What Does 2023 Hold for the Pound to Euro Exchange Rate?

What Does 2023 Hold for the Pound to Euro Exchange Rate?

The pound had a tough year in 2022, but will 2023 be any different?

When we break down the different factors that matter for the pound it becomes clear that the path of least resistance over the coming months might just be higher.

The pound fell 5% against the euro in 2023 as a number of things went against it.

The list includes the widespread fall of stock markets which typically coincides with a fall for the pound against the euro.

The main reasons for the decline in stocks was a combination of the war in Ukraine and rocketing inflation, two factors that are still with us at the start of the new year.

Other reasons for the pound’s decline in 2022 were domestic woes surrounding the removal of Boris Johnson as Prime Minister and his replacement Liz Truss who tried to deliver tax cuts and spending increases that analysts said would jeopardise the country’s finances.

The pound to euro exchange rate actually fell to its lowest point of the year at 1.0843 in the wake of the Truss mini budget as investors began to panic about the outlook.

The Bank of England meanwhile issued dire economic warnings that turned investors away from the UK as they feared its premonitions of an impending and long-lasting recession would bode poorly for the majority of UK-based investment assets.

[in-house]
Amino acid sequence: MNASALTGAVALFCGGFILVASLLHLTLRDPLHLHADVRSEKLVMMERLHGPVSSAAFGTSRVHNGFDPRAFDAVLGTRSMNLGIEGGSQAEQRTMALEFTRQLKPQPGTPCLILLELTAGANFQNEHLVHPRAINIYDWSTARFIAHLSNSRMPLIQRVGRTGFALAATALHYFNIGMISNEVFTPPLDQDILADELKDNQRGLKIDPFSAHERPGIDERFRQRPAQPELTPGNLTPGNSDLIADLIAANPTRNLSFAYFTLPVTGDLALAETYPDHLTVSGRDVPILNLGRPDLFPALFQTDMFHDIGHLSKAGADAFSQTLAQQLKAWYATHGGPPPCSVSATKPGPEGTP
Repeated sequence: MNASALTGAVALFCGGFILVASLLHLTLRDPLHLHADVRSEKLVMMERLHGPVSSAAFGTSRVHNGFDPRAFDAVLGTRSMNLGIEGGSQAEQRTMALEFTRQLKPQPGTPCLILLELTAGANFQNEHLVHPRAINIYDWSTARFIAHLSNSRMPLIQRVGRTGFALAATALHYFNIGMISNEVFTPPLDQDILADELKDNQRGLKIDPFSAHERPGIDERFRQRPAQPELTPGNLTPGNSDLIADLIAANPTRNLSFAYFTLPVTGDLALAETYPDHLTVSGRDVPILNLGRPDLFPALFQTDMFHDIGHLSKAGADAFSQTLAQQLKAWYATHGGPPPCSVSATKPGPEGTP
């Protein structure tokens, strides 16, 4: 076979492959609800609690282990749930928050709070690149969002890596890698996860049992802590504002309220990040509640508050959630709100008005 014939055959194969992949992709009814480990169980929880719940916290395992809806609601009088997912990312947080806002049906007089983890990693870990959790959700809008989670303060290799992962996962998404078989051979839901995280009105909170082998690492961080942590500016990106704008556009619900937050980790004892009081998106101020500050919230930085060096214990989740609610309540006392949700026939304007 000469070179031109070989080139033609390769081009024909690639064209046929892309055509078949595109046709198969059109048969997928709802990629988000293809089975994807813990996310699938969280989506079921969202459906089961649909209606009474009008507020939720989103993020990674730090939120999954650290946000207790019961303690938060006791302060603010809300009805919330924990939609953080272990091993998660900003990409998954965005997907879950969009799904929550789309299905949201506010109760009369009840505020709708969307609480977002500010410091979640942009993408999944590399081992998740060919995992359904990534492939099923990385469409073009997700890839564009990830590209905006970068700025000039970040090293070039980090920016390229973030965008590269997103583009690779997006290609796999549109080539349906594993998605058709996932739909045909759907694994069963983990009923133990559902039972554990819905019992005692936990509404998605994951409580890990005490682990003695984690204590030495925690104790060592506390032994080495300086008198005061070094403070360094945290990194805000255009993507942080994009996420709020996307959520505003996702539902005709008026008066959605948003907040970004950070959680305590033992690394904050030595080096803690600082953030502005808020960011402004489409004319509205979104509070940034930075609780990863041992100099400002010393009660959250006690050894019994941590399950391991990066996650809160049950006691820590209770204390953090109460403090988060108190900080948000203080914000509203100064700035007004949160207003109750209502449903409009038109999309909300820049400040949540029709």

When predicting how 2023 will go, the above factors must be considered, and on balance, it is not looking too bad for Britain’s unit of exchange.

As mentioned, the war in Ukraine continues to loom as a large question mark on the future, but inflation finally appears to be falling.

If inflation can continue to fall then the world’s central banks can quit raising interest rates, which is deemed good for stocks and global growth and is therefore also good for the pound.

A nasty surprise would however occur if inflation started creeping higher again.

The Bank of England is meanwhile likely to stop raising interest rates. This might be bad for the pound in the short run but when considered over 2023 as a whole it could actually be supportive.

Looking ahead to the coming month, the key focus for GBP investors is likely to be the BoE’s latest interest rate decision.

“It’s widely assumed the BoE will pursue another 50bps rate hike in February, but its outlook for future hikes is less clear. If the split within the bank’s monetary policy committee grows wider the pound could plummet,” says Philip McHugh who covers currency markets for Currencies Direct.

After all, steady interest rates are good for economic growth and the pound is a currency that tracks UK growth expectations higher.

The new Prime Minister Rishi Sunak has meanwhile imposed order on financial markets with his relatively austere approach to public finances. This might not be the best for the growth outlook but markets reward stability.

Politics could therefore fall off the radar over the coming months, and this would boost the pound.

All in all, there are some positive developments that suggest the pound is poised for a potential gain against the euro in 2023.

None least of which is the observation that the pound to euro exchange rate does not like to sit below the 1.11 watermark. In fact, it has only ever closed below this point on an annual basis once.

The upside is therefore more accessible than the downside from current levels.

“We get a sense that we are close to peak pessimism in the UK,” says Derek Halpenny, who is an economist at the investment bank MUFG. “Better conditions globally (subsiding inflation) and domestically (recession-end to approach later in the year) should allow for a period of GBP outperformance.”